The Mozilla Foundation is unabashedly committed to a free and open web. They see it as a vital part of a healthy digital ecosystem where creativity and innovation can thrive. We couldn’t agree more. And we couldn’t be prouder to have Mozilla’s generous and ongoing support. We were recently able to catch up with Mark Surman, the Foundation’s Executive Director, who talks about Mozilla and its myriad projects, and how his organization and ours are a lot like lego blocks for the open web.
Most people associate Mozilla with the Firefox but you do much more than just that – can you give our readers some background on the different arms of Mozilla as an organization? What is your role there?
Mozilla’s overall goal is to promote innovation and opportunity on the web — and to guard the open nature of the internet.
Firefox is clearly the biggest part of this. But we’re constantly looking for new ways to make the internet better. Our growing focus on identity, mobile and web apps is a part of this. Also, we’re reaching out more broadly beyond software to invite people like filmmakers, scientists, journalists, teachers and so on to get involved.
Personally, I’m most active in this effort to reach out more broadly and to get many more people involved in our work. Much of this is happening through a program I helped start called Mozilla Drumbeat. As Executive Director of Mozilla Foundation, I also manage the overall umbrella legal structure for all of Mozilla’s activities.
What is the connection between Mozilla and CC? Do you use our tools in your various projects?
At the highest level, Mozilla and CC are both working for the same thing — a digital society based on creativity, innovation and freedom. And, of course, we use CC licenses for content and documents that we produce across all Mozilla projects.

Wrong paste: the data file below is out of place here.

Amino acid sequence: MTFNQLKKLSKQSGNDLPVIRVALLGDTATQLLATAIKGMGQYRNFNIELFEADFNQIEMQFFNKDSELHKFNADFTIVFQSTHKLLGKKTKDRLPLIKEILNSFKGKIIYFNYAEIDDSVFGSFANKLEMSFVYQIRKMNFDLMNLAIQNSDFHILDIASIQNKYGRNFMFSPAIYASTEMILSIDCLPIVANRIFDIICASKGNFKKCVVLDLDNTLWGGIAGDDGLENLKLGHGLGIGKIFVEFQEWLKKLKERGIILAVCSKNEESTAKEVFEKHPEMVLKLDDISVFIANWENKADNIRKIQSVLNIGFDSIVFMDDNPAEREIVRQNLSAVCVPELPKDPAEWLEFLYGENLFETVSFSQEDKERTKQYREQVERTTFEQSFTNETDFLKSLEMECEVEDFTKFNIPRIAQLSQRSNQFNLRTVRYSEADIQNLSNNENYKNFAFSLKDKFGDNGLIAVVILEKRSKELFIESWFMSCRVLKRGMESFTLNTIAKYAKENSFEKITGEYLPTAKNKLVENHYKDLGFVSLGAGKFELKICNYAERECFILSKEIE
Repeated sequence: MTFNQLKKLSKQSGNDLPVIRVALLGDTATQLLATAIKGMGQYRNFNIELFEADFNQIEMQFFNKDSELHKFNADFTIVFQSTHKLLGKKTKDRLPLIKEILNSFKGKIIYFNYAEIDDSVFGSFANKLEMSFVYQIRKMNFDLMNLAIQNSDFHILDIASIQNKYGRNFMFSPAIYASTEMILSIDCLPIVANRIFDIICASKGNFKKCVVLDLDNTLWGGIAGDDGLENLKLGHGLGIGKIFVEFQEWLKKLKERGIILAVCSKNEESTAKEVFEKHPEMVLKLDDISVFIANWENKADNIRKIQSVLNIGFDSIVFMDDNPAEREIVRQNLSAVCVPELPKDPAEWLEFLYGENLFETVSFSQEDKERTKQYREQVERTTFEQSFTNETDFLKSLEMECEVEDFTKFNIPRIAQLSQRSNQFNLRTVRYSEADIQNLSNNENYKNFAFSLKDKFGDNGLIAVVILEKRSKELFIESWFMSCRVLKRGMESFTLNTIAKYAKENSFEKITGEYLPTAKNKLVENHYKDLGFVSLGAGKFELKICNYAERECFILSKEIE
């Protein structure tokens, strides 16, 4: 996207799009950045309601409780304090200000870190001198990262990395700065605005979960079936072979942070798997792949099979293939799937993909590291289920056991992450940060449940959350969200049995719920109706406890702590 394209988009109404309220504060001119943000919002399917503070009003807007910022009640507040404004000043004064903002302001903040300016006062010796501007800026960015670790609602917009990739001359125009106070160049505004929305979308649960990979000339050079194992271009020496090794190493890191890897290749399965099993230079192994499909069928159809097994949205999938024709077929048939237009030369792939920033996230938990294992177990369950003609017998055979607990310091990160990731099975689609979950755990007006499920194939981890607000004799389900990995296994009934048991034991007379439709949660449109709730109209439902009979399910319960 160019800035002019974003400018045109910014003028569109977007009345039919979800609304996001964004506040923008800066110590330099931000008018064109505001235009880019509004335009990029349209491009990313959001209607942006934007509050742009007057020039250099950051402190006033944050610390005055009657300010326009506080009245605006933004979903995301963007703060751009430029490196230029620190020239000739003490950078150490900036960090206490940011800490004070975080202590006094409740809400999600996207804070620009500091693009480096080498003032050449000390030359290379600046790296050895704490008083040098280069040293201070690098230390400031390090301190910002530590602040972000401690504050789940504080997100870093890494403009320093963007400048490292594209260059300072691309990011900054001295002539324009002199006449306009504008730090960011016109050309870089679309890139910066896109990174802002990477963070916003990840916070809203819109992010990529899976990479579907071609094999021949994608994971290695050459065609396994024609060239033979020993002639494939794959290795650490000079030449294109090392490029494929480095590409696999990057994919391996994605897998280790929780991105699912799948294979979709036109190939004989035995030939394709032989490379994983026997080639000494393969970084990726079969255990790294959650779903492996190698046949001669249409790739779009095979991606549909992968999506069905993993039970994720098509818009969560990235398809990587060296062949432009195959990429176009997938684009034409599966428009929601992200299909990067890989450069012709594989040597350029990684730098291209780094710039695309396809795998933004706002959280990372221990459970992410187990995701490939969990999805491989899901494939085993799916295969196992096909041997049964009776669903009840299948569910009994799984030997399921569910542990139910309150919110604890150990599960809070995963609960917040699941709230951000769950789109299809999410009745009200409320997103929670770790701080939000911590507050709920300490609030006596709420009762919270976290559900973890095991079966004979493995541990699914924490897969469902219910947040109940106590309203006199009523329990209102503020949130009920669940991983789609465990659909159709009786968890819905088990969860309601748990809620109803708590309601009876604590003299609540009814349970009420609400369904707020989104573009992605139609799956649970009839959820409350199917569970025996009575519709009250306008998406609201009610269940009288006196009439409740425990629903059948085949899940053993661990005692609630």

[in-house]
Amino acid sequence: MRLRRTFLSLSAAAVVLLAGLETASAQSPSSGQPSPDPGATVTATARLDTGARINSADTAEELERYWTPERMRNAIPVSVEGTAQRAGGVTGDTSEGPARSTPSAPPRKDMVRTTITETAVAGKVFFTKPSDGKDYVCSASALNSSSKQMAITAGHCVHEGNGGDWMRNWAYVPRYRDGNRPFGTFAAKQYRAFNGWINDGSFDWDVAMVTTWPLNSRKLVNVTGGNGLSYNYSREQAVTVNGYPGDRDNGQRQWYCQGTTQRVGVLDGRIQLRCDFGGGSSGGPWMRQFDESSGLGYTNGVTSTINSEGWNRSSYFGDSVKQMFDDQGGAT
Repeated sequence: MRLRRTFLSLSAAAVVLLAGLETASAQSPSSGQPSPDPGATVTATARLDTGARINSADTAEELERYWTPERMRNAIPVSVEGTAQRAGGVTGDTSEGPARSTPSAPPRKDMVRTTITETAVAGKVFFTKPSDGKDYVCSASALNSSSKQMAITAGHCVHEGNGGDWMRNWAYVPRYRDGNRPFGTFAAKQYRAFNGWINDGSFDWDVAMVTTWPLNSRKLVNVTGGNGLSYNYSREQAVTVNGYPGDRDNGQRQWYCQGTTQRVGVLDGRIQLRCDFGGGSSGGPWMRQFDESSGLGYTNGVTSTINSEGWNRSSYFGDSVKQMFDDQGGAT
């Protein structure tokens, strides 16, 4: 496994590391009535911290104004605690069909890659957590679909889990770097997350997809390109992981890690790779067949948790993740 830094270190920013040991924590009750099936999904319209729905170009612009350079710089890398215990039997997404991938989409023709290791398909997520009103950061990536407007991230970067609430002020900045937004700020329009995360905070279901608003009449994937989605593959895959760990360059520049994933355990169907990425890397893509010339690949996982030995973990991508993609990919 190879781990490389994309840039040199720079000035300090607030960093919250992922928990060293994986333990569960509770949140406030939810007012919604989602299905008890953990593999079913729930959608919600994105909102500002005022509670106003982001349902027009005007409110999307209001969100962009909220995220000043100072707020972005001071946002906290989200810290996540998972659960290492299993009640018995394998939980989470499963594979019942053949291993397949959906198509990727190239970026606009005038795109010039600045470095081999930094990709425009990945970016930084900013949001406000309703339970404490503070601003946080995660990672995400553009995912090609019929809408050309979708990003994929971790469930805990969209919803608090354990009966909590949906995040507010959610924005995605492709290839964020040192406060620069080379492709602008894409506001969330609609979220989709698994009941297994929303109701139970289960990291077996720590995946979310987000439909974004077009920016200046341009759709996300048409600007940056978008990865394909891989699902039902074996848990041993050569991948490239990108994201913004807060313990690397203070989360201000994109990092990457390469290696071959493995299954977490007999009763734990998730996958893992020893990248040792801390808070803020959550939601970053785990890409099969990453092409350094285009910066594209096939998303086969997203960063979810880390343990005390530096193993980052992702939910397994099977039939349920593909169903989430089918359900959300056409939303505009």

Mozilla has given generously to Creative Commons – what was the motivation behind donating? What is it about CC that you find important?
I think of both organizations as giving people ‘lego blocks’ that they can use to make and shape the web. Mozilla’s lego blocks are technical, CC’s are legal. Both help people create and innovate, which goes back to the higher vision we share.
What do you see as CC’s role in the broader digital ecosystem? How does CC enable Mozilla to better innovate in that space?
We need an organization like CC to make sure that the content layer of the web is as open and free as the core tech upon which it’s all built. It’s at this content layer that most people ‘make the web’ — it’s where people feel the participatory and remixable nature of the web. Keeping things open and free at this level — and making them more so — is critical to the future of the open web.